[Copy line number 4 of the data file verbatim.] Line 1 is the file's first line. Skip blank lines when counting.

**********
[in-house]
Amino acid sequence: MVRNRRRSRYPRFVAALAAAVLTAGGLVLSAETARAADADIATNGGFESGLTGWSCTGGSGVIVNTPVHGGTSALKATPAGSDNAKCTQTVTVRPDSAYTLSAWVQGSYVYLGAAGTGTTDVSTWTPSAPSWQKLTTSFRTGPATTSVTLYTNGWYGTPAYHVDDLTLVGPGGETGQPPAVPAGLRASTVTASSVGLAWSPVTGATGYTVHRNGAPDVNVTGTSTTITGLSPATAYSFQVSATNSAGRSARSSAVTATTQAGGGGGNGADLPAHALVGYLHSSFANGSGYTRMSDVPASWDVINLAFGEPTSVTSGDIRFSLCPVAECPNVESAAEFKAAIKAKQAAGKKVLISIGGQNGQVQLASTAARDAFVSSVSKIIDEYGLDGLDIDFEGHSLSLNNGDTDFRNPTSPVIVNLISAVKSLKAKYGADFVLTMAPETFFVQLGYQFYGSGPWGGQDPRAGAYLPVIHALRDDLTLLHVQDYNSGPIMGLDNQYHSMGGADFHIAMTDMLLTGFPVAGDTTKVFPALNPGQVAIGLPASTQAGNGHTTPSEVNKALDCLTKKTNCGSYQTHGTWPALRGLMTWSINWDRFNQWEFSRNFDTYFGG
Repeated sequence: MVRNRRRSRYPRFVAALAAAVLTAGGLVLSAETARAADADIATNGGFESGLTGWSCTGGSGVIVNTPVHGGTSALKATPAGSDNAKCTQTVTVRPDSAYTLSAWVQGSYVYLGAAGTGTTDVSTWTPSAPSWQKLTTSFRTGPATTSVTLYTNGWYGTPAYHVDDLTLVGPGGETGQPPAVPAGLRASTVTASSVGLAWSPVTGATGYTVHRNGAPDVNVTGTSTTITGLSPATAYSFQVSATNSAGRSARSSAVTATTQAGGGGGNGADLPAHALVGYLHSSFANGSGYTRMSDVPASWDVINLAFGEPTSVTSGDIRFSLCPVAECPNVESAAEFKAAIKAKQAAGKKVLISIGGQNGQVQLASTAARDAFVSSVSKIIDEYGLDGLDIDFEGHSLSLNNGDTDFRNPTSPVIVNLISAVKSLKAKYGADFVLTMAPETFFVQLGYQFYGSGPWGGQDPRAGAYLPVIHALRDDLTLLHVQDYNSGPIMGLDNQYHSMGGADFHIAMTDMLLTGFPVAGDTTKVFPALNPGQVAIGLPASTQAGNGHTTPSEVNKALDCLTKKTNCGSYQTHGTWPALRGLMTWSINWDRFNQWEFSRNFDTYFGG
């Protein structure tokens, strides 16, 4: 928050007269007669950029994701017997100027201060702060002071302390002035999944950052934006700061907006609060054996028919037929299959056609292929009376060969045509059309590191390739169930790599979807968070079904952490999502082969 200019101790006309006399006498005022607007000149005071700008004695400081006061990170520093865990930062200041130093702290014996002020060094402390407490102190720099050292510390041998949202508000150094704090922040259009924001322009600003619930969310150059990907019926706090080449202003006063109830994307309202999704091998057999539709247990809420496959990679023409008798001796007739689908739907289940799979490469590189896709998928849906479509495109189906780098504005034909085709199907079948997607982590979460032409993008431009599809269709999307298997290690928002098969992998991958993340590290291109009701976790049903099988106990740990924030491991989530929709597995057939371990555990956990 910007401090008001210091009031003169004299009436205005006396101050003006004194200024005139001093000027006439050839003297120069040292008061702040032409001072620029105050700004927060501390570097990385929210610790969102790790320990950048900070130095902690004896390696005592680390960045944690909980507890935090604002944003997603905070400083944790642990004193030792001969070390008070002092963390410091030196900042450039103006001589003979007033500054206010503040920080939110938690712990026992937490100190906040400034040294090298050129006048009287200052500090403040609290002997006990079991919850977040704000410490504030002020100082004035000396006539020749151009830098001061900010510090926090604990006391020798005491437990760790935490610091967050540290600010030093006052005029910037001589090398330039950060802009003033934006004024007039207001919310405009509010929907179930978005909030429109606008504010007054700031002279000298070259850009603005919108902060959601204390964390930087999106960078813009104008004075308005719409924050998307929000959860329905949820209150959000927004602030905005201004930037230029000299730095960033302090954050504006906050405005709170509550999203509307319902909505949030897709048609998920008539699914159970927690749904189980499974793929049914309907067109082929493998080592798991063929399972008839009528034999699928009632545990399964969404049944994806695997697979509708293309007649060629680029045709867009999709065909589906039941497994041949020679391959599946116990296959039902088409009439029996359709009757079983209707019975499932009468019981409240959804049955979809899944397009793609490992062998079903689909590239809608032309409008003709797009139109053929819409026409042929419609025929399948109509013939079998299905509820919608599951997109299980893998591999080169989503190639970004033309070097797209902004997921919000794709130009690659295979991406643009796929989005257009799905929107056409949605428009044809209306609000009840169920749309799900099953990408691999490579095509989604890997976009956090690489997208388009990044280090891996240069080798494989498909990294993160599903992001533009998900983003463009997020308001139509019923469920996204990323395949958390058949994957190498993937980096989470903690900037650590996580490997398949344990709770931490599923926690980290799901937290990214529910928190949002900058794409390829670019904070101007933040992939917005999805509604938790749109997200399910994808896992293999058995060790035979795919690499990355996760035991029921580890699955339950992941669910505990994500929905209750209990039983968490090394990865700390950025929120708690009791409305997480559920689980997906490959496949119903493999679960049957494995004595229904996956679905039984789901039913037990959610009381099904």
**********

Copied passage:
């Protein structure tokens, strides 16, 4: 928050007269007669950029994701017997100027201060702060002071302390002035999944950052934006700061907006609060054996028919037929299959056609292929009376060969045509059309590191390739169930790599979807968070079904952490999502082969 200019101790006309006399006498005022607007000149005071700008004695400081006061990170520093865990930062200041130093702290014996002020060094402390407490102190720099050292510390041998949202508000150094704090922040259009924001322009600003619930969310150059990907019926706090080449202003006063109830994307309202999704091998057999539709247990809420496959990679023409008798001796007739689908739907289940799979490469590189896709998928849906479509495109189906780098504005034909085709199907079948997607982590979460032409993008431009599809269709999307298997290690928002098969992998991958993340590290291109009701976790049903099988106990740990924030491991989530929709597995057939371990555990956990 910007401090008001210091009031003169004299009436205005006396101050003006004194200024005139001093000027006439050839003297120069040292008061702040032409001072620029105050700004927060501390570097990385929210610790969102790790320990950048900070130095902690004896390696005592680390960045944690909980507890935090604002944003997603905070400083944790642990004193030792001969070390008070002092963390410091030196900042450039103006001589003979007033500054206010503040920080939110938690712990026992937490100190906040400034040294090298050129006048009287200052500090403040609290002997006990079991919850977040704000410490504030002020100082004035000396006539020749151009830098001061900010510090926090604990006391020798005491437990760790935490610091967050540290600010030093006052005029910037001589090398330039950060802009003033934006004024007039207001919310405009509010929907179930978005909030429109606008504010007054700031002279000298070259850009603005919108902060959601204390964390930087999106960078813009104008004075308005719409924050998307929000959860329905949820209150959000927004602030905005201004930037230029000299730095960033302090954050504006906050405005709170509550999203509307319902909505949030897709048609998920008539699914159970927690749904189980499974793929049914309907067109082929493998080592798991063929399972008839009528034999699928009632545990399964969404049944994806695997697979509708293309007649060629680029045709867009999709065909589906039941497994041949020679391959599946116990296959039902088409009439029996359709009757079983209707019975499932009468019981409240959804049955979809899944397009793609490992062998079903689909590239809608032309409008003709797009139109053929819409026409042929419609025929399948109509013939079998299905509820919608599951997109299980893998591999080169989503190639970004033309070097797209902004997921919000794709130009690659295979991406643009796929989005257009799905929107056409949605428009044809209306609000009840169920749309799900099953990408691999490579095509989604890997976009956090690489997208388009990044280090891996240069080798494989498909990294993160599903992001533009998900983003463009997020308001139509019923469920996204990323395949958390058949994957190498993937980096989470903690900037650590996580490997398949344990709770931490599923926690980290799901937290990214529910928190949002900058794409390829670019904070101007933040992939917005999805509604938790749109997200399910994808896992293999058995060790035979795919690499990355996760035991029921580890699955339950992941669910505990994500929905209750209990039983968490090394990865700390950025929120708690009791409305997480559920689980997906490959496949119903493999679960049957494995004595229904996956679905039984789901039913037990959610009381099904």